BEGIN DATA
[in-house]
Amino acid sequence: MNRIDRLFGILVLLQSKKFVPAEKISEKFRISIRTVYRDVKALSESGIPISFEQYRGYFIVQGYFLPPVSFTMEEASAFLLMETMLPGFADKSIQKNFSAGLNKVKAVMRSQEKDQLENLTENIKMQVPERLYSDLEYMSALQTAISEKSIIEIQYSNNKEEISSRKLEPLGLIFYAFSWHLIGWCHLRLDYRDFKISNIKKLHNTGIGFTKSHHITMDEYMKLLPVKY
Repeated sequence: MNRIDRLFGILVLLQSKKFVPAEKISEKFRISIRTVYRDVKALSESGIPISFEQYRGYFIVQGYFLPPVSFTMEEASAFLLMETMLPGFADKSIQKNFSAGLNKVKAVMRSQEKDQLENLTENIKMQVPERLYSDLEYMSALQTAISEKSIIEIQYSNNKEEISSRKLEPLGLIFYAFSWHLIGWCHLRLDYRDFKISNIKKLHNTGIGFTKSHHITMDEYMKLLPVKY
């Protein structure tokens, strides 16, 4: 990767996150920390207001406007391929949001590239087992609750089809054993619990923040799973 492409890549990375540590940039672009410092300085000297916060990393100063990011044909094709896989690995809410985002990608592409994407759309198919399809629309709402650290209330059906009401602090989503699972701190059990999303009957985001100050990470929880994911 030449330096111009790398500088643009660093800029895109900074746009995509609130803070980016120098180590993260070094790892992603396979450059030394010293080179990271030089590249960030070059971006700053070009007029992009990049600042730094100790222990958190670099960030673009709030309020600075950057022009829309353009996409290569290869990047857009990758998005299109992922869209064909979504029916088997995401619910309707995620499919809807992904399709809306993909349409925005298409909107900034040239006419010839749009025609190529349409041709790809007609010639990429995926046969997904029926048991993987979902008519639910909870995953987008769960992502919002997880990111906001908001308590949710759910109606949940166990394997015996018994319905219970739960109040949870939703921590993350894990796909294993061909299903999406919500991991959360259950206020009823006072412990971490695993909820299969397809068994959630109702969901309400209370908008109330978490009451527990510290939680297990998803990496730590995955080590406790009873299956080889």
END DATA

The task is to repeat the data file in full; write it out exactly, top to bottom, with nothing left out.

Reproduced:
[in-house]
Amino acid sequence: MNRIDRLFGILVLLQSKKFVPAEKISEKFRISIRTVYRDVKALSESGIPISFEQYRGYFIVQGYFLPPVSFTMEEASAFLLMETMLPGFADKSIQKNFSAGLNKVKAVMRSQEKDQLENLTENIKMQVPERLYSDLEYMSALQTAISEKSIIEIQYSNNKEEISSRKLEPLGLIFYAFSWHLIGWCHLRLDYRDFKISNIKKLHNTGIGFTKSHHITMDEYMKLLPVKY
Repeated sequence: MNRIDRLFGILVLLQSKKFVPAEKISEKFRISIRTVYRDVKALSESGIPISFEQYRGYFIVQGYFLPPVSFTMEEASAFLLMETMLPGFADKSIQKNFSAGLNKVKAVMRSQEKDQLENLTENIKMQVPERLYSDLEYMSALQTAISEKSIIEIQYSNNKEEISSRKLEPLGLIFYAFSWHLIGWCHLRLDYRDFKISNIKKLHNTGIGFTKSHHITMDEYMKLLPVKY
């Protein structure tokens, strides 16, 4: 990767996150920390207001406007391929949001590239087992609750089809054993619990923040799973 492409890549990375540590940039672009410092300085000297916060990393100063990011044909094709896989690995809410985002990608592409994407759309198919399809629309709402650290209330059906009401602090989503699972701190059990999303009957985001100050990470929880994911 030449330096111009790398500088643009660093800029895109900074746009995509609130803070980016120098180590993260070094790892992603396979450059030394010293080179990271030089590249960030070059971006700053070009007029992009990049600042730094100790222990958190670099960030673009709030309020600075950057022009829309353009996409290569290869990047857009990758998005299109992922869209064909979504029916088997995401619910309707995620499919809807992904399709809306993909349409925005298409909107900034040239006419010839749009025609190529349409041709790809007609010639990429995926046969997904029926048991993987979902008519639910909870995953987008769960992502919002997880990111906001908001308590949710759910109606949940166990394997015996018994319905219970739960109040949870939703921590993350894990796909294993061909299903999406919500991991959360259950206020009823006072412990971490695993909820299969397809068994959630109702969901309400209370908008109330978490009451527990510290939680297990998803990496730590995955080590406790009873299956080889």